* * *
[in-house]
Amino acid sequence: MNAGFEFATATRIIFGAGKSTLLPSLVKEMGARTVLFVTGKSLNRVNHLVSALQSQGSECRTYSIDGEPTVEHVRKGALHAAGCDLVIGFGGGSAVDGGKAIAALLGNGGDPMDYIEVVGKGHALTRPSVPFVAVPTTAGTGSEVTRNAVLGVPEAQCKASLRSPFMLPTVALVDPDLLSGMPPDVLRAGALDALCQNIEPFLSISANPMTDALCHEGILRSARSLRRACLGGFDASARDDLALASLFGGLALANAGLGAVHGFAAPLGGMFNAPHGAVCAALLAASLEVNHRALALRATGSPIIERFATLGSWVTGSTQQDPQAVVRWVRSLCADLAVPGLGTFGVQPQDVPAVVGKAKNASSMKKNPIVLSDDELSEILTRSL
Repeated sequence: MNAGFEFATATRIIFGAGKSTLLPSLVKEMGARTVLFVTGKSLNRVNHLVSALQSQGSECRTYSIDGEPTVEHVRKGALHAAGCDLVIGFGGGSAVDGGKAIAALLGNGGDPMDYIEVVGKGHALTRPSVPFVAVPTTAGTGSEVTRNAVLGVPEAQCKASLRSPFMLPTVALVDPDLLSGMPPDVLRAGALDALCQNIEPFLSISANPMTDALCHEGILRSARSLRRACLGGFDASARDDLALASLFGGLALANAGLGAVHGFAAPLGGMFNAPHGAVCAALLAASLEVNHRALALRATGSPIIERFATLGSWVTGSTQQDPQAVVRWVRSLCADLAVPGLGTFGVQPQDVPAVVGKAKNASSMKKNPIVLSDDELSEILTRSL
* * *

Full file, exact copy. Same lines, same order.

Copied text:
[in-house]
Amino acid sequence: MNAGFEFATATRIIFGAGKSTLLPSLVKEMGARTVLFVTGKSLNRVNHLVSALQSQGSECRTYSIDGEPTVEHVRKGALHAAGCDLVIGFGGGSAVDGGKAIAALLGNGGDPMDYIEVVGKGHALTRPSVPFVAVPTTAGTGSEVTRNAVLGVPEAQCKASLRSPFMLPTVALVDPDLLSGMPPDVLRAGALDALCQNIEPFLSISANPMTDALCHEGILRSARSLRRACLGGFDASARDDLALASLFGGLALANAGLGAVHGFAAPLGGMFNAPHGAVCAALLAASLEVNHRALALRATGSPIIERFATLGSWVTGSTQQDPQAVVRWVRSLCADLAVPGLGTFGVQPQDVPAVVGKAKNASSMKKNPIVLSDDELSEILTRSL
Repeated sequence: MNAGFEFATATRIIFGAGKSTLLPSLVKEMGARTVLFVTGKSLNRVNHLVSALQSQGSECRTYSIDGEPTVEHVRKGALHAAGCDLVIGFGGGSAVDGGKAIAALLGNGGDPMDYIEVVGKGHALTRPSVPFVAVPTTAGTGSEVTRNAVLGVPEAQCKASLRSPFMLPTVALVDPDLLSGMPPDVLRAGALDALCQNIEPFLSISANPMTDALCHEGILRSARSLRRACLGGFDASARDDLALASLFGGLALANAGLGAVHGFAAPLGGMFNAPHGAVCAALLAASLEVNHRALALRATGSPIIERFATLGSWVTGSTQQDPQAVVRWVRSLCADLAVPGLGTFGVQPQDVPAVVGKAKNASSMKKNPIVLSDDELSEILTRSL